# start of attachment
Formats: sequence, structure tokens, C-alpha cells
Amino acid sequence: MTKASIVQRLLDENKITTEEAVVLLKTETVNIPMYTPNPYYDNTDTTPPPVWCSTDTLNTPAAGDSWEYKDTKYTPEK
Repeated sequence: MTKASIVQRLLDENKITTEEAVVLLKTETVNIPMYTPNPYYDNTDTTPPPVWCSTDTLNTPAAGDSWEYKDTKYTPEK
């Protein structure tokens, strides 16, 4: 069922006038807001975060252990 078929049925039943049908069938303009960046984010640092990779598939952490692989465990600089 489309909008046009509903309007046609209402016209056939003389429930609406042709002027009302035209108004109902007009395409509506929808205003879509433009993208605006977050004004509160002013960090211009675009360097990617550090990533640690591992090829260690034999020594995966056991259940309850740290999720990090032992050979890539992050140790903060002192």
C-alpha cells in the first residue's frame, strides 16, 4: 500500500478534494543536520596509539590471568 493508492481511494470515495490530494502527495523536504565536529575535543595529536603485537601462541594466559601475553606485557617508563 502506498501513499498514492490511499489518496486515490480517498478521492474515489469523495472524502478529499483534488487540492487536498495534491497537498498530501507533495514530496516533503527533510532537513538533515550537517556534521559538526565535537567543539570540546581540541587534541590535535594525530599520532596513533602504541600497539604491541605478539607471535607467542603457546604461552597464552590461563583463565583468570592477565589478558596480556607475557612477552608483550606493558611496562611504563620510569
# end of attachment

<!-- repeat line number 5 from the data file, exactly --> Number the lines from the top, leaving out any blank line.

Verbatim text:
C-alpha cells in the first residue's frame, strides 16, 4: 500500500478534494543536520596509539590471568 493508492481511494470515495490530494502527495523536504565536529575535543595529536603485537601462541594466559601475553606485557617508563 502506498501513499498514492490511499489518496486515490480517498478521492474515489469523495472524502478529499483534488487540492487536498495534491497537498498530501507533495514530496516533503527533510532537513538533515550537517556534521559538526565535537567543539570540546581540541587534541590535535594525530599520532596513533602504541600497539604491541605478539607471535607467542603457546604461552597464552590461563583463565583468570592477565589478558596480556607475557612477552608483550606493558611496562611504563620510569